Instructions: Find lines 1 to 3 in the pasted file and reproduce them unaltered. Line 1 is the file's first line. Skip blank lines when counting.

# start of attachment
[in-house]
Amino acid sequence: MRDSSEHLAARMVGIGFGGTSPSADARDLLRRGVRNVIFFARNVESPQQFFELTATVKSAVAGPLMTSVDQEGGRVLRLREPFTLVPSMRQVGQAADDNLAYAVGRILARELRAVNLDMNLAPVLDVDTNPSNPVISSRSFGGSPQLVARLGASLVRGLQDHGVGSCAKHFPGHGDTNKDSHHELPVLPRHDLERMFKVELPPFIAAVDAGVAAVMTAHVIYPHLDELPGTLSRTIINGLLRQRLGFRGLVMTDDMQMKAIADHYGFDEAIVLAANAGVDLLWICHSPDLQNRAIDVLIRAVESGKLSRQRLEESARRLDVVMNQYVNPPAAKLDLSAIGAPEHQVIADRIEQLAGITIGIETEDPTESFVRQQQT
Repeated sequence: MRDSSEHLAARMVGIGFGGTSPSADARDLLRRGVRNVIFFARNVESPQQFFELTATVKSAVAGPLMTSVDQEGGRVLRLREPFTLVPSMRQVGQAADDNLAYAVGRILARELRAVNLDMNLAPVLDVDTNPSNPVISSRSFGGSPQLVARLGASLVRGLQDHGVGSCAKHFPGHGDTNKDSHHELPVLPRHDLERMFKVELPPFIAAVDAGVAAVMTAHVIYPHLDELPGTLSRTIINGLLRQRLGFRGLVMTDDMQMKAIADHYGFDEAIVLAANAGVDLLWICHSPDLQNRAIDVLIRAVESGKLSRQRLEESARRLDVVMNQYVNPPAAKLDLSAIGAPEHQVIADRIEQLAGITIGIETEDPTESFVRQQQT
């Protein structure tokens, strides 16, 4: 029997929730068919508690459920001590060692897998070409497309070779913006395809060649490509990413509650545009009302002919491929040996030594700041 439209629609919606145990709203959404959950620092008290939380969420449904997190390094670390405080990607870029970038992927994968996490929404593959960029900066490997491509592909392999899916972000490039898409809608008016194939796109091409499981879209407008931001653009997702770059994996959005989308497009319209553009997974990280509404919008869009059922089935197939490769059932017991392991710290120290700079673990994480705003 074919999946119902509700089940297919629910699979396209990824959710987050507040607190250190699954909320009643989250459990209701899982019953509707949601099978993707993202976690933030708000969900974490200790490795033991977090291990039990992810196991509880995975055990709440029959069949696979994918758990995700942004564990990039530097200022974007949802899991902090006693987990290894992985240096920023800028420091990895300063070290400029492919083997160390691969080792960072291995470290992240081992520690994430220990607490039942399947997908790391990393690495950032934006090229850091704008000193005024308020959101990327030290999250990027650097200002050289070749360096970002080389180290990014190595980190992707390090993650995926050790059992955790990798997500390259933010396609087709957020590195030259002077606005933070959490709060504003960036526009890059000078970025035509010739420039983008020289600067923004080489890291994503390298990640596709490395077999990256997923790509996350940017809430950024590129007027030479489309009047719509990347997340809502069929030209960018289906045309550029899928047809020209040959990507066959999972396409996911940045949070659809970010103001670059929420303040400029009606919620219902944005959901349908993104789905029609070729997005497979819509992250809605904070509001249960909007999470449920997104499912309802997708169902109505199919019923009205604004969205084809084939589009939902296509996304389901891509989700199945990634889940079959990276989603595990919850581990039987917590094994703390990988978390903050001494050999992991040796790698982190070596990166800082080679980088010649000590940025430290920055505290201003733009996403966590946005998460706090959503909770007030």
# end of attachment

[in-house]
Amino acid sequence: MRDSSEHLAARMVGIGFGGTSPSADARDLLRRGVRNVIFFARNVESPQQFFELTATVKSAVAGPLMTSVDQEGGRVLRLREPFTLVPSMRQVGQAADDNLAYAVGRILARELRAVNLDMNLAPVLDVDTNPSNPVISSRSFGGSPQLVARLGASLVRGLQDHGVGSCAKHFPGHGDTNKDSHHELPVLPRHDLERMFKVELPPFIAAVDAGVAAVMTAHVIYPHLDELPGTLSRTIINGLLRQRLGFRGLVMTDDMQMKAIADHYGFDEAIVLAANAGVDLLWICHSPDLQNRAIDVLIRAVESGKLSRQRLEESARRLDVVMNQYVNPPAAKLDLSAIGAPEHQVIADRIEQLAGITIGIETEDPTESFVRQQQT
Repeated sequence: MRDSSEHLAARMVGIGFGGTSPSADARDLLRRGVRNVIFFARNVESPQQFFELTATVKSAVAGPLMTSVDQEGGRVLRLREPFTLVPSMRQVGQAADDNLAYAVGRILARELRAVNLDMNLAPVLDVDTNPSNPVISSRSFGGSPQLVARLGASLVRGLQDHGVGSCAKHFPGHGDTNKDSHHELPVLPRHDLERMFKVELPPFIAAVDAGVAAVMTAHVIYPHLDELPGTLSRTIINGLLRQRLGFRGLVMTDDMQMKAIADHYGFDEAIVLAANAGVDLLWICHSPDLQNRAIDVLIRAVESGKLSRQRLEESARRLDVVMNQYVNPPAAKLDLSAIGAPEHQVIADRIEQLAGITIGIETEDPTESFVRQQQT